Coconut Water Kefir

So we all know fermented beverages naturally reduce the sugar content because the probiotic fermenting goodness feeds on it… but as a no-added-sugar fiend, it still just pains my soul to see sugar of any kind added on a label. Whether is be kombucha or kefirs, I see sugar and just cringe. The amount of sugar sometimes just blows my head off, and I have my suspicions in tasting some of these store bough kombuchas that there is no way the sugar is all gone.

I’m always looking to get a hit of a food or beverage based probiotics, and kefir is one of the top runners in my eyes. Unfortunately, I am heavily lactose intolerant, and actually can’t do dairy whatsoever.

The answer to both this problems *drum roll* Cue: coconut water kefir!

Some people still add sugar to their coco water kefirs, but it’s absolutely unnecessary. The natural sweetness of the water feeds your kefir grains everything they need and more.


Coconut Water Kefir

Ingredients

  • 1 litre of organic, ideally raw, young coconut water

  • 3 tablespoons of kefir grains (that have been well hydrated)

Tools

  • a wooden or plastic spoon

  • a 1 litre glass jar + lid

  • a cheesecloth/ strainer (not metal)

  • a clean kitchen cloth/ rag

  • a funnel

Instructions

  1. In a clean glass jar, pour in 1 L of coconut water, and add your 3 tbsp of kefir grains

  2. Close the lid loosely on the jar, leaving a tiny gap

  3. Place the kitchen cloth loosely over the entire thing

  4. Place jar in a cupboard, away from the sun, at room temp for 24-48 hours. You don’t want it to be cold in there either. If nothing comes to mind, you can use the oven (make sure it stays off!) and if it’s generally cold in your house, you can turn the oven light on, and leave the oven door slightly ajar (the light will warm a little, but open door will prevent it getting too hot).

  5. In 24 hours you can strain the kefir grains using the cheese cloth. I personally keep it fermenting for about a day and a half. You’ll notice a nice layer of fizzy ferment at the top!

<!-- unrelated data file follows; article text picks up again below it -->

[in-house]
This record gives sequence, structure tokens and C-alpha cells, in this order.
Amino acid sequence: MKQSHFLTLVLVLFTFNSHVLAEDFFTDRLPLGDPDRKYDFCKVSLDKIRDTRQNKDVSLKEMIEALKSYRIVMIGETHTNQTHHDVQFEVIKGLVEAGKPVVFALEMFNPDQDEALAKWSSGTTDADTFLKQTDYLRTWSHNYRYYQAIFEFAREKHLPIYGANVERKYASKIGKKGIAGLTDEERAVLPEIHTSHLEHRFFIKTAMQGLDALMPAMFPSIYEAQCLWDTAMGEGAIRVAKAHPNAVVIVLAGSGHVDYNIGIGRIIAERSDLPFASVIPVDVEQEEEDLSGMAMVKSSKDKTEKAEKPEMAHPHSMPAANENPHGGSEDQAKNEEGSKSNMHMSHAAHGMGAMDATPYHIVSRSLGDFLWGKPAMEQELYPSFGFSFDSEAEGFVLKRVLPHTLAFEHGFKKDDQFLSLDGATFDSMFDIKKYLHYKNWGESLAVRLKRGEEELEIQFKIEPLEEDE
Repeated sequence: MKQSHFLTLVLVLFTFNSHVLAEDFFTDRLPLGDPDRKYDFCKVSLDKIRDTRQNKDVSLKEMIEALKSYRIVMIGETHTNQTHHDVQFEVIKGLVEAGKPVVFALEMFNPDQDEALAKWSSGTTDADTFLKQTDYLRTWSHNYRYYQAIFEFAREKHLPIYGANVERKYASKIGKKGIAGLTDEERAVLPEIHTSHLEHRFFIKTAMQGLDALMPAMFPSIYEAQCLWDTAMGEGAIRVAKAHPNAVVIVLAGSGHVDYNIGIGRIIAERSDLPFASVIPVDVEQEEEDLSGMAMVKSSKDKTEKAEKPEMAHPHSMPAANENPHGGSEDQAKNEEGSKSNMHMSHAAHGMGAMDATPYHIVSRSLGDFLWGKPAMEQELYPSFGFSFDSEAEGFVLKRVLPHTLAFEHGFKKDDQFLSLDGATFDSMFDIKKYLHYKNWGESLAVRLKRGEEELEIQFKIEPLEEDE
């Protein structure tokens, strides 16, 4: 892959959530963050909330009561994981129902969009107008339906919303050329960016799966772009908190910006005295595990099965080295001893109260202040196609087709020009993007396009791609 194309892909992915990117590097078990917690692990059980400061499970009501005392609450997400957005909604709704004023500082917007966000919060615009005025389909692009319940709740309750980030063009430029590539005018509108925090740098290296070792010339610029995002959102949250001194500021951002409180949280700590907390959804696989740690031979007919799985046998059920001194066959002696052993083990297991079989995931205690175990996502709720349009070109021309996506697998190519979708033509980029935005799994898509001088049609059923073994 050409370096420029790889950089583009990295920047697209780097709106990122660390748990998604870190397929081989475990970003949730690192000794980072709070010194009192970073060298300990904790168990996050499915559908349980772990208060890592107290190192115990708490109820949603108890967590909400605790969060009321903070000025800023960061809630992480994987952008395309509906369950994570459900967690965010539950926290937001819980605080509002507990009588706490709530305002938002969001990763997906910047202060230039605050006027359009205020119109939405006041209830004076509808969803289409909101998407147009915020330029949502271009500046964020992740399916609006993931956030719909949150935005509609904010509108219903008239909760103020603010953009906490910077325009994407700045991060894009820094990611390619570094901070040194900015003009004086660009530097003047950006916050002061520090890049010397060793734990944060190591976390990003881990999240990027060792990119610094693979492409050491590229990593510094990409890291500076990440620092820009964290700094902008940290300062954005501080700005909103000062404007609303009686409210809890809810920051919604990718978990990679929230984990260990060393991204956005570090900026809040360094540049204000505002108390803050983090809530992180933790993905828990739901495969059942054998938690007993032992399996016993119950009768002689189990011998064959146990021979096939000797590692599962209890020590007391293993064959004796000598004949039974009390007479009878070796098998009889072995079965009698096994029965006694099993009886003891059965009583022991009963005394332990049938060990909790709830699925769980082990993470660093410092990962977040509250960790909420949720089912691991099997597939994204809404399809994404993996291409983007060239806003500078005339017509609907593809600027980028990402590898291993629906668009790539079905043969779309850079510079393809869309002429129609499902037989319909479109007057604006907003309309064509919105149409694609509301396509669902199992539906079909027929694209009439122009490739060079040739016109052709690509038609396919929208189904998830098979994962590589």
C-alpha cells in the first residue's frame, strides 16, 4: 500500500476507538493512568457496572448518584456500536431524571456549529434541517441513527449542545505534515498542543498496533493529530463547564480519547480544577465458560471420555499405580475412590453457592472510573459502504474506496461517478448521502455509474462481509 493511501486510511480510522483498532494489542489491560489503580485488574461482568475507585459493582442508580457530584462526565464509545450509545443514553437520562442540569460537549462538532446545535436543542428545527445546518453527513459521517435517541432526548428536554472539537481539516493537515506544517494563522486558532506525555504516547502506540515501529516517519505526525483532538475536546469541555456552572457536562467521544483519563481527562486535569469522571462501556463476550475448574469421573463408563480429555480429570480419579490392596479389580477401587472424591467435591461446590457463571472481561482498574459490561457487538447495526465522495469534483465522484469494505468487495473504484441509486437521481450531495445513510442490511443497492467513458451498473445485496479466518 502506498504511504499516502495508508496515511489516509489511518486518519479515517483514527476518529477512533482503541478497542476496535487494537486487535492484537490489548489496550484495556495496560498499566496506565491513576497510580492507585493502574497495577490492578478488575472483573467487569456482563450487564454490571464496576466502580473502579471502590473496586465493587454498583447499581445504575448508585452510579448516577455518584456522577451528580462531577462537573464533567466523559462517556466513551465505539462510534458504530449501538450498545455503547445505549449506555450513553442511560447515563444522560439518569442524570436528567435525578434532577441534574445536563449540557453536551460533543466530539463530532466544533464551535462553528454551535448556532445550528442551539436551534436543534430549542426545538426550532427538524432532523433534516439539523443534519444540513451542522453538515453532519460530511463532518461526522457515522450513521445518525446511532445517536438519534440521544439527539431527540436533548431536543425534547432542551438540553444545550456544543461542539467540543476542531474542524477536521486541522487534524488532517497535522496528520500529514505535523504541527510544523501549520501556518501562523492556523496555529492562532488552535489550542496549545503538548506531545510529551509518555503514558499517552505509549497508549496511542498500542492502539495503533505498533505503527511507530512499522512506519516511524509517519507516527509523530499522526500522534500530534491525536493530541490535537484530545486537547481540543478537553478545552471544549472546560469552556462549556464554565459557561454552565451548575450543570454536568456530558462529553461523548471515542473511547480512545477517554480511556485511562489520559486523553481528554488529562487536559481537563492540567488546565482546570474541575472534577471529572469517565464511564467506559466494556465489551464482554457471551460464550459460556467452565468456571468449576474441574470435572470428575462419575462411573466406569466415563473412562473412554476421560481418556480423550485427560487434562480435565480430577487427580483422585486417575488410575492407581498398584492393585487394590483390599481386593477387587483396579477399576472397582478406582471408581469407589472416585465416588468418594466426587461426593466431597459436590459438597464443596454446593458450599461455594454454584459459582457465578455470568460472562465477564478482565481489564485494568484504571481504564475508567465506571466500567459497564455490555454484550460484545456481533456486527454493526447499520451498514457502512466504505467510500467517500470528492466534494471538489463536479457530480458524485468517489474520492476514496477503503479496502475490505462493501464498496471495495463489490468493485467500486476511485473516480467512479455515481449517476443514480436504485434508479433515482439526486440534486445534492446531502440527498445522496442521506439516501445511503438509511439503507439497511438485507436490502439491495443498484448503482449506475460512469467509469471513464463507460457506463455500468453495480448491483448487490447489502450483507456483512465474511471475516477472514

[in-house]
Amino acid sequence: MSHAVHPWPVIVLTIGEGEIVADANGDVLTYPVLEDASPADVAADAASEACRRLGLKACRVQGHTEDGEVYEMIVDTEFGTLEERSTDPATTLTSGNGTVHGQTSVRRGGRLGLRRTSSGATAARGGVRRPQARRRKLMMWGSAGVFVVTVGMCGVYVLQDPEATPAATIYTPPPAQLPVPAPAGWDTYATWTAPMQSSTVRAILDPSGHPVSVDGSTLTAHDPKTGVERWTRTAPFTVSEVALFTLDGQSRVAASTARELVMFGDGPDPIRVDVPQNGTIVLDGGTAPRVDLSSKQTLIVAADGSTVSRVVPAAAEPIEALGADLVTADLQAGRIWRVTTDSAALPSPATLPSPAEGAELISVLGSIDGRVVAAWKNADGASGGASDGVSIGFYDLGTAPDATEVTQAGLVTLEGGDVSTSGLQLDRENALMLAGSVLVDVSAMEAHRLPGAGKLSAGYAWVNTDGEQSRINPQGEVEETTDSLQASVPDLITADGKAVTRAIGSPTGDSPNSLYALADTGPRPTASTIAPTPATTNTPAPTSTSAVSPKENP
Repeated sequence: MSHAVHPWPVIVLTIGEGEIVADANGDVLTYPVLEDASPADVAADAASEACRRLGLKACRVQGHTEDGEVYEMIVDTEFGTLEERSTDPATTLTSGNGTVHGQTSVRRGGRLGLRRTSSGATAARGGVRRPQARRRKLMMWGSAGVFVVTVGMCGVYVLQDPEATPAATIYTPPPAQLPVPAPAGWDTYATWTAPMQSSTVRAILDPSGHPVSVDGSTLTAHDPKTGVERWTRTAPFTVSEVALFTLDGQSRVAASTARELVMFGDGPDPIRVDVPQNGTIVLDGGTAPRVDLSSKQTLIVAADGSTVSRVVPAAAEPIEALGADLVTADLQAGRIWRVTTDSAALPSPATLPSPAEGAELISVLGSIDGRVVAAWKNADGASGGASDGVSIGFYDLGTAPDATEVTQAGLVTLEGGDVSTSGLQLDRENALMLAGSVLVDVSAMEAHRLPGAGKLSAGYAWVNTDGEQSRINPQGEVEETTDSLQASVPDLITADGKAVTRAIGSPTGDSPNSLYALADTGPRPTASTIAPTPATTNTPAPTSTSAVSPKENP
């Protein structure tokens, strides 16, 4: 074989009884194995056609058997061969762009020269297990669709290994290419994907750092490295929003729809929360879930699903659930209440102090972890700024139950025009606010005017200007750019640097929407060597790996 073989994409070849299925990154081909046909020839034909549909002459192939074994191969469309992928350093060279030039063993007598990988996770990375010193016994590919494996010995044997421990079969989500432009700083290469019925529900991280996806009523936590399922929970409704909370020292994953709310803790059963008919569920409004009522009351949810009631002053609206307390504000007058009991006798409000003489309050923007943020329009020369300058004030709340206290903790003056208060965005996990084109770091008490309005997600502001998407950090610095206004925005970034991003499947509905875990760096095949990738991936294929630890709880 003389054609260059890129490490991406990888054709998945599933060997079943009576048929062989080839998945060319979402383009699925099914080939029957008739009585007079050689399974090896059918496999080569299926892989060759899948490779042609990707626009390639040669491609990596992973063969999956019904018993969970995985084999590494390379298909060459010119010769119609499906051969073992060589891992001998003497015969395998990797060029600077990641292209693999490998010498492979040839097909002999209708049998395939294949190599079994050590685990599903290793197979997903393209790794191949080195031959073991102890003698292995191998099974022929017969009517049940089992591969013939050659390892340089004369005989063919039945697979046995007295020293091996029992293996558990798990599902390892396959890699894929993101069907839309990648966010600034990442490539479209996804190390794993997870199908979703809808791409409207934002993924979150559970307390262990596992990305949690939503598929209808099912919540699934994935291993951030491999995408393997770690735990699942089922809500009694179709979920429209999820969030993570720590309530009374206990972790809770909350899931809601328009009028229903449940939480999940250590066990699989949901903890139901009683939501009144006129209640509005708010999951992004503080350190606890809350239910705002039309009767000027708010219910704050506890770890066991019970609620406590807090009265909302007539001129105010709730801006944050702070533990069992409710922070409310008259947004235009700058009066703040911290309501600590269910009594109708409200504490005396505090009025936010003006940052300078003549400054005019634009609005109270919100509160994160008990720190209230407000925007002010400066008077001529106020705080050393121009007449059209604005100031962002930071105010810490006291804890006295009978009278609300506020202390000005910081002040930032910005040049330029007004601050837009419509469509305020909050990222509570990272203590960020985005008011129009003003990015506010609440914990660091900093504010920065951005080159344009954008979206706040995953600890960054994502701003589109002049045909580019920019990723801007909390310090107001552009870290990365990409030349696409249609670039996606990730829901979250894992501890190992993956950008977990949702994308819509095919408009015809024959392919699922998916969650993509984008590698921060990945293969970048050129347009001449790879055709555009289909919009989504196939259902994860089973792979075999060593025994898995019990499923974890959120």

6. Rinse the grains and return them into your kefir grain jar in the fridge for re-use.

  7. Keep the liquid in a glass jar (sealed) in the fridge overnight, and it is ready to consume the following day! The natural sweetness of the coconut water will be completely gone, leaving you with a highly fermented, almost mildly alcoholic tasting drink.

Hot Tips

  1. Depending on the temp of your household, the kefir may do better fermenting 48 hours, find what works for you!

  2. You can also add a dried organic fig into the mix, to up the fermentation game (more sugar = more food for the bacteria), discard of the fig after the ferment.

  3. Raw coconut water that has not been pasteurized or artificially preserved turns pink due to the high levels of compounds known as organic “phenolic antioxidants” that are found in coconuts. When the phenolic antioxidant compounds interact with oxygen and certain enzymes present in coconut water, the water turns pink. Pink coconut water is generally a good sign that your coco h20 has not been pasteurized.

  4. You can order kefir grains online, just make sure you rehydrate them (and feed them sugar) before you use them in a ferment. You can also find them through the grapevine pretty easily; since they multiply so quickly- people tend to be very generous. All you need is a little 1/4 cup, and it will expand into a jar full in no time! Share the love!



    In-Joy!

    - Camille